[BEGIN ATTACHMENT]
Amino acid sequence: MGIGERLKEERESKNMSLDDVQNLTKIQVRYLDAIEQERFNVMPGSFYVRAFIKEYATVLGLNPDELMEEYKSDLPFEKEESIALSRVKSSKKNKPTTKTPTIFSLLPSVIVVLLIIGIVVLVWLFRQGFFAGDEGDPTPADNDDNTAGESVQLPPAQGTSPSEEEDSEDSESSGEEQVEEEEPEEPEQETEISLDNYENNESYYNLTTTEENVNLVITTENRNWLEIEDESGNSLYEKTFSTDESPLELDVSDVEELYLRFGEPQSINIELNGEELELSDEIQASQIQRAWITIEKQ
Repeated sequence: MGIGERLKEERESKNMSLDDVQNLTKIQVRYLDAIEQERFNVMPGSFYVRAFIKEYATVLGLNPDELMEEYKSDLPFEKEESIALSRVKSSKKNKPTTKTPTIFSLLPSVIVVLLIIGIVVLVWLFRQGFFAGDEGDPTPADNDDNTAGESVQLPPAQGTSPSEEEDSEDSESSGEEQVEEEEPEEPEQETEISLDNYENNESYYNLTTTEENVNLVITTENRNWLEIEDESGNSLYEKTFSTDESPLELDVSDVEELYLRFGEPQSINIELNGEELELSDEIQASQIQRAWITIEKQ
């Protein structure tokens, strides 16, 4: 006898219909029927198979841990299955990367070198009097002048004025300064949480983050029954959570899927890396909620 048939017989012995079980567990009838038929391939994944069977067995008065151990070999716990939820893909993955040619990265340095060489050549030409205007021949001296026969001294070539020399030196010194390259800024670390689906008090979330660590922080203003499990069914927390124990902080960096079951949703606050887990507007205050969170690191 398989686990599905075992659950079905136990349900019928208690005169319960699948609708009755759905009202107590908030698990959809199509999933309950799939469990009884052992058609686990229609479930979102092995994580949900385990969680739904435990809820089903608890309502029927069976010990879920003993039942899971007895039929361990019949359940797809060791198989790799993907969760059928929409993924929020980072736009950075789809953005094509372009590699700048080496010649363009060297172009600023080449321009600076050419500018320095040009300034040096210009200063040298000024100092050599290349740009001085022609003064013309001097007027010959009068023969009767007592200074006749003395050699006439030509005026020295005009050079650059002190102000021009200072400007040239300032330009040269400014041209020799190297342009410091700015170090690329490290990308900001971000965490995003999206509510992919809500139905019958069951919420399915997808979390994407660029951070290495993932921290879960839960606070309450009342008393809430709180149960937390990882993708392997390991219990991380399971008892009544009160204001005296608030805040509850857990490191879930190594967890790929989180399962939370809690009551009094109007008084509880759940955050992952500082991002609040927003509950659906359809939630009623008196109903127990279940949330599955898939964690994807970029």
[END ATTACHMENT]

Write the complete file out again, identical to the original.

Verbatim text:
Amino acid sequence: MGIGERLKEERESKNMSLDDVQNLTKIQVRYLDAIEQERFNVMPGSFYVRAFIKEYATVLGLNPDELMEEYKSDLPFEKEESIALSRVKSSKKNKPTTKTPTIFSLLPSVIVVLLIIGIVVLVWLFRQGFFAGDEGDPTPADNDDNTAGESVQLPPAQGTSPSEEEDSEDSESSGEEQVEEEEPEEPEQETEISLDNYENNESYYNLTTTEENVNLVITTENRNWLEIEDESGNSLYEKTFSTDESPLELDVSDVEELYLRFGEPQSINIELNGEELELSDEIQASQIQRAWITIEKQ
Repeated sequence: MGIGERLKEERESKNMSLDDVQNLTKIQVRYLDAIEQERFNVMPGSFYVRAFIKEYATVLGLNPDELMEEYKSDLPFEKEESIALSRVKSSKKNKPTTKTPTIFSLLPSVIVVLLIIGIVVLVWLFRQGFFAGDEGDPTPADNDDNTAGESVQLPPAQGTSPSEEEDSEDSESSGEEQVEEEEPEEPEQETEISLDNYENNESYYNLTTTEENVNLVITTENRNWLEIEDESGNSLYEKTFSTDESPLELDVSDVEELYLRFGEPQSINIELNGEELELSDEIQASQIQRAWITIEKQ
């Protein structure tokens, strides 16, 4: 006898219909029927198979841990299955990367070198009097002048004025300064949480983050029954959570899927890396909620 048939017989012995079980567990009838038929391939994944069977067995008065151990070999716990939820893909993955040619990265340095060489050549030409205007021949001296026969001294070539020399030196010194390259800024670390689906008090979330660590922080203003499990069914927390124990902080960096079951949703606050887990507007205050969170690191 398989686990599905075992659950079905136990349900019928208690005169319960699948609708009755759905009202107590908030698990959809199509999933309950799939469990009884052992058609686990229609479930979102092995994580949900385990969680739904435990809820089903608890309502029927069976010990879920003993039942899971007895039929361990019949359940797809060791198989790799993907969760059928929409993924929020980072736009950075789809953005094509372009590699700048080496010649363009060297172009600023080449321009600076050419500018320095040009300034040096210009200063040298000024100092050599290349740009001085022609003064013309001097007027010959009068023969009767007592200074006749003395050699006439030509005026020295005009050079650059002190102000021009200072400007040239300032330009040269400014041209020799190297342009410091700015170090690329490290990308900001971000965490995003999206509510992919809500139905019958069951919420399915997808979390994407660029951070290495993932921290879960839960606070309450009342008393809430709180149960937390990882993708392997390991219990991380399971008892009544009160204001005296608030805040509850857990490191879930190594967890790929989180399962939370809690009551009094109007008084509880759940955050992952500082991002609040927003509950659906359809939630009623008196109903127990279940949330599955898939964690994807970029």